Encinitas, Calif. — The Government Finance Officers Association of the United States and Canada has awarded its Certificate of Achievement for Excellence in Financial Reporting to Olivenhain Municipal Water District. The award recognizes OMWD’s Annual Comprehensive Financial Report for the fiscal year ending June 30, 2022. This is the 28th consecutive year that OMWD has earned this honor.
La Mesa, Calif. – The Government Finance Officers Association (GFOA) announced today that Helix Water District is the recipient of a Distinguished Budget Presentation Award for our fiscal year 2022-23 budget document.
“This award shows the commitment by the district’s board of directors and staff to serving the public with integrity, fiscal accountability, and transparency.” Said Kathleen Hedberg, Helix Water District’s Board President. “Our budget is well organized and easy to read. We want customers to easily see what we are doing, how we are efficient, and how we keep our operating costs steady.”
A sprawling $1.5 trillion fiscal 2022 spending deal is awash in cash for water and natural resources projects, including a number of Republican proposals to gird coastal communities against the effects of climate change.
The omnibus package is the first in years to contain congressionally directed spending, also known as earmarks. Lawmakers revived them under tight rules and only for certain parts of the federal budget.
Co-Director of the Center for Watershed Sciences at UC-Davis, Jay Lund, joined Yahoo Finance Live to break down the gravity of the drought the Western U.S. is facing and why the water shortage could send food prices higher.
As more of California sinks into extreme drought, Gov. Gavin Newsom has asked the Legislature to appropriate billions of dollars to address critical water needs. In the “May revise”—an update to the budget proposal he initially submitted to the Legislature in January—Newsom proposes to spend nearly $3.5 billion on water supply and resilience projects, with total investment reaching $5.1 billion over multiple years. The revised budget lays out a number of water-related priorities: providing access to safe drinking water; building water-supply reliability and improving flood protection; immediate drought support; enabling improved data collection and monitoring; and restoring fish and wildlife habitat, reconnecting wildlife corridors and removing barriers to fish passage.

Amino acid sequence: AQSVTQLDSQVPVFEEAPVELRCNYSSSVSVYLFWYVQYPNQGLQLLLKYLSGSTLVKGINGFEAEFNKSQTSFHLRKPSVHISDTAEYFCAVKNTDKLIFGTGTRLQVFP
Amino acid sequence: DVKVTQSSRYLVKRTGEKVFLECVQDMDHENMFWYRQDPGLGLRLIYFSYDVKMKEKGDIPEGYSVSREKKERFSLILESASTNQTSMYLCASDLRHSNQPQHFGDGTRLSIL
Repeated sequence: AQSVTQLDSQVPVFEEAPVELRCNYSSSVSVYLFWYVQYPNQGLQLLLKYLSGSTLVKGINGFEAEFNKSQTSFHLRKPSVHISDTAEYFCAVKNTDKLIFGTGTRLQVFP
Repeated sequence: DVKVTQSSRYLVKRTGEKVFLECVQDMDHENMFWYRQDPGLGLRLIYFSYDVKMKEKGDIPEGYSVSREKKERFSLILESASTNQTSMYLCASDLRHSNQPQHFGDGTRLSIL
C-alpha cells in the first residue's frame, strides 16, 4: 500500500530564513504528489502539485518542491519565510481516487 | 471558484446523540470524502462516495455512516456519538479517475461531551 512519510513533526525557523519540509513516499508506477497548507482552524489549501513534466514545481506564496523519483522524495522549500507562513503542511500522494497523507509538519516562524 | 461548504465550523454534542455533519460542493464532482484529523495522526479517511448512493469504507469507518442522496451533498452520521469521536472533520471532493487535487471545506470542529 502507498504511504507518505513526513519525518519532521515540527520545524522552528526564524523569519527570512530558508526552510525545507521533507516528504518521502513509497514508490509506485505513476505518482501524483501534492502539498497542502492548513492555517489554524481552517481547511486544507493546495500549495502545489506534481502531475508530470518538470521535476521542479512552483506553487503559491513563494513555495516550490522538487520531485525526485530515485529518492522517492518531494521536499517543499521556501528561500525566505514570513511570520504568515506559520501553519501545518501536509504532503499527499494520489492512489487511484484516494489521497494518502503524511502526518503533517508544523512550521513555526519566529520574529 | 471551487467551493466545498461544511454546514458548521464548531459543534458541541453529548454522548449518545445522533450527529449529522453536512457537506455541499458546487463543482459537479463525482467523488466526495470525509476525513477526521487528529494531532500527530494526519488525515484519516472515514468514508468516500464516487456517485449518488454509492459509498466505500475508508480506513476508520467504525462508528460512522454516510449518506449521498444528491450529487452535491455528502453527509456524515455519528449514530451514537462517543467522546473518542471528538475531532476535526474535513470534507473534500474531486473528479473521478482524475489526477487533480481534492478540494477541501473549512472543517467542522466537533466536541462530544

Newly announced state funding for the Salton Sea is expected to maximize habitat outcomes and provide immediate economic relief to the community.
Gov. Gavin Newsom’s $5.1 billion water infrastructure, drought response and climate resilience proposal, which he announced Monday as part of his $100 billion “California Comeback Plan,” includes $220 million for the Salton Sea.
At Tuesday’s Imperial County Board of Supervisors meeting on Tuesday, District 1 Supervisor Jesus Eduardo Escobar wanted to know what is meant by providing immediate economic relief to the community and how this would occur. He also asked if the $220 million was part of the master plan and whether the funds would be used for restoration purposes.
Now that his massive coronavirus relief package is law, President Joe Biden is laying out his next big proposal: A roughly $2 trillion plan for improving the nation’s infrastructure and shifting to greener energy over the next 8 years. He is set to unveil the effort, dubbed the American Jobs Plan, on Wednesday at an event in Pittsburgh, Pennsylvania — the opening move in what’s expected to be a months-long negotiation with Congress.
A Biden initiative expected to pour up to $3 trillion into repairing America’s decrepit infrastructure and funding other programs has sparked a scramble across the nation for the federal funds — with California expecting to reap the biggest piece.
The potential federal bounty opens the door to a list of ambitious projects: electrifying the Burbank-to-Anaheim passenger rail system, straightening the Los Angeles-to-San Diego rail line to cut travel time, and building a 1.3-mile tunnel to extend a passenger line to downtown San Francisco.
A labyrinth of aging water pipes is putting the Ramona Municipal Water District on the hook for the costs of repairing water leaks and conducting emergency repairs on water mains, which are among the district’s primary responsibilities, but also for costs related to repaving roads after the pipe work is completed.
The Governor’s proposal for how to spend California’s $15 billion surplus includes $60 million in direct grants to help replenish groundwater in the valley’s most depleted basins.
The measure specifies the money is to be used in “critically over-drafted basins,” which lie mostly in the San Joaquin Valley.